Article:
It’s a good thing scale rot produces obvious symptoms, as it is a very serious illness. Without rapid care, most snakes that suffer from severe cases of the ailment are likely to die. And unfortunately, many will still succumb even with prompt care, so – like most other ailments that afflict snakes – prevention is key.
But on the positive side, with proper habitat hygiene and maintenance, it is usually a disease you can prevent your snake from getting in the first place.
What Does Scale Rot Look Like?
Called ulcerative or necrotic dermatitis by veterinarians, scale rot can vary in appearance from one snake to the next. And because it is a progressive condition, it can also vary in appearance over time. However, classic, full-blown scale rot is generally easy to recognize.
Once the disease has reached an advanced state, scale rot causes a number of open wounds or ulcers to form on your snake’s skin. These ulcers may affect any part of your snake’s body – they may even cover him from head to tail. However, scale rot typically develops on the ventral and lateral surfaces first.
The ulcers may ooze a bit of blood or fluid, and simply put, they’ll look pretty disgusting. Left untreated, the wounds will get worse and may grow in size.
Scale Rot Early Signs
While advanced scale rot usually causes large, open wounds to form, there are often subtle (and not-so-subtle) signs that precede the appearance of ulcers. And because scale rot is easiest to treat early, it is important that keepers learn to recognize the earliest signs of the condition.
Typically, the first thing observant keepers may notice is the appearance of small red spots in the scales. But shortly thereafter, a more obvious symptom will occur: Small, fluid-filled blisters will appear on the snake. These blisters are generally immediately apparent, and they’re usually found in fairly large numbers.
What Causes Scale Rot in Ball Pythons?
A variety of pathogens can cause scale rot, but it is generally some type of bacteria or fungi that triggers the ailment.
Poor enclosure hygiene, excessive habitat moisture or a filthy substrate can all allow these pathogens to proliferate (and they’ll also cause stress, which can dampen the snake’s immune response). This is part of the reason that it is so important to keep your pet’s habitat clean and remove feces, urates, or shed skin as often as possible. It is also imperative that you ensure adequate habitat ventilation and clean up any spilled water promptly
Once the ulcers have developed, a variety of secondary pathogens can colonize your snake. This will further weaken your snake and often result in septicemia (blood poisoning).
It bears mentioning that some snakes appear to develop scale rot even though they’re kept in pristine conditions. It isn’t clear why these animals develop the disease, but it may be due to stress or poor general health.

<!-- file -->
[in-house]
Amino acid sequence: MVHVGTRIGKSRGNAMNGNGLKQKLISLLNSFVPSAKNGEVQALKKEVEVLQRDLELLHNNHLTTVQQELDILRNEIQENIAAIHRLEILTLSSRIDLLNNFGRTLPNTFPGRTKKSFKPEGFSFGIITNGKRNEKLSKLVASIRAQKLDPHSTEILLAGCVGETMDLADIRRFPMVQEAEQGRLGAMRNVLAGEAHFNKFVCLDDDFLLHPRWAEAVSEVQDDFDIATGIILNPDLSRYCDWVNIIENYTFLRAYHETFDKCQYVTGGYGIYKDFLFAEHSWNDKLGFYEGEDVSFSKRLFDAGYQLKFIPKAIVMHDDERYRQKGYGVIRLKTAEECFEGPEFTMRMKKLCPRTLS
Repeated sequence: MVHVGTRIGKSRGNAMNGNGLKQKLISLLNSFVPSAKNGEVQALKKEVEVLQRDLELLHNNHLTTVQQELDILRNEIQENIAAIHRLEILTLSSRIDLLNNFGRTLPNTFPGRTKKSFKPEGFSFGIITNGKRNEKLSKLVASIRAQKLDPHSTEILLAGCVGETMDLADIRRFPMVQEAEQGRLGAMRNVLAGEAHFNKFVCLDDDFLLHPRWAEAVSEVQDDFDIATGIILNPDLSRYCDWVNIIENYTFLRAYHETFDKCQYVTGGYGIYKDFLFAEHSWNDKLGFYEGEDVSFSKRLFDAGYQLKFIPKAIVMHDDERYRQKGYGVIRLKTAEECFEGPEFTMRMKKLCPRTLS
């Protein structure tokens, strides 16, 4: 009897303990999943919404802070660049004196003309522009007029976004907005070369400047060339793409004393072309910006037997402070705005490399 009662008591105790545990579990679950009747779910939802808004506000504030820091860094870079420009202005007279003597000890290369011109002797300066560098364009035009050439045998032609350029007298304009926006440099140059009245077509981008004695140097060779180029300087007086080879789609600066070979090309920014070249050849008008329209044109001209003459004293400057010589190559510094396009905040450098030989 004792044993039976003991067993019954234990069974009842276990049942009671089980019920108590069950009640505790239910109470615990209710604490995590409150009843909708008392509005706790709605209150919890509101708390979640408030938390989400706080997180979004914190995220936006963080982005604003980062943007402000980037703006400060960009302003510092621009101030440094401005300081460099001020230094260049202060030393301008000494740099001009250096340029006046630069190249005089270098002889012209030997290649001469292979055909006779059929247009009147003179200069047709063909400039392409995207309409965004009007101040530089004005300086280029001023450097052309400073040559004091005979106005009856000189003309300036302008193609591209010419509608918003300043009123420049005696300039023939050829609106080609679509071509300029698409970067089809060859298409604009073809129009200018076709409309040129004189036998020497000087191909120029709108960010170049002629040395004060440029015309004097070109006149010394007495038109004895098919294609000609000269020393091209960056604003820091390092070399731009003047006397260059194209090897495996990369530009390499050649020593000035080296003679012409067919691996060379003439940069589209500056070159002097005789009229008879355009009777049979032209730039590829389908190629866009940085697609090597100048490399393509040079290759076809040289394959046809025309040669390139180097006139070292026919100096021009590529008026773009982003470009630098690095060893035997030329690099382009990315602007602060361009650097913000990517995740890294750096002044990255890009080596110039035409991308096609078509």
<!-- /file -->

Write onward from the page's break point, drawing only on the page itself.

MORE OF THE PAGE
How to Prevent Scale Rot
Because scale rot can be such a serious illness and it is not always easy to treat once it develops, prevention is vital. While it is true that a small number of snakes seem to develop the condition for inexplicable reasons, the majority of snakes who end up with scale rot have been forced to live in dirty, damp or unkempt enclosures.
Accordingly, it is important to clean your snake’s habitat frequently and ensure that it provides enough ventilation to avoid becoming damp. Minimally, this means cleaning the habitat walls, water dish, and hides each week, while also spot-cleaning the substrate. If possible, it would be even wiser to spot-clean the habitat every day.
Additionally, you’ll want to clean the habitat completely, in top-to-bottom fashion, once every four to six weeks. This includes completely emptying the habitat, washing all of the dishes and furniture, and discarding the old substrate. Sanitize the entire enclosure with a snake-safe disinfectant, and then allow it to dry (in the sun, if possible).
Then, you can add fresh substrate to the enclosure, add the furniture and water dish back, and then return your snake to his home. It is also wise to inspect your snake regularly and remain on the lookout for any potential signs of trouble.
How to Treat Scale Rot
Scale rot is not easy to treat, and there’s little the average snake keeper can do to treat it at home. It will almost always require veterinary assistance, although you will need to maintain incredibly strict enclosure hygiene while the snake is undergoing treatment.
Your vet will likely treat your pet by administering antibiotics. He or she may take samples from some of the ulcers and have them cultured to determine the bacteria or fungi causing the problem and guide the choice of antibiotics. However, other vets may just prescribe broad-spectrum antibiotics and hope for the best.
Supportive care – including additional fluids, electrolytes or calorie replacement – may also be necessary. This is particularly true of animals battling severe cases of scale rot.
Scale rot is certainly a very serious condition, but it is important to avoid panicking if you suspect your snake is suffering from the condition. Just go ahead and clean the habitat thoroughly, try to keep your snake’s stress level low, and ensure that the temperatures and humidity in the habitat are at ideal levels. Then, give your vet a call and heed the advice provided.
We hope that you’ve found this article helpful, and we’d appreciate you sharing with your snake-keeping friends if you think it’ll help them. Have you ever been faced with a ball python with scale rot before? How did you treat it? Did the treatment work? Let us know in the comments below!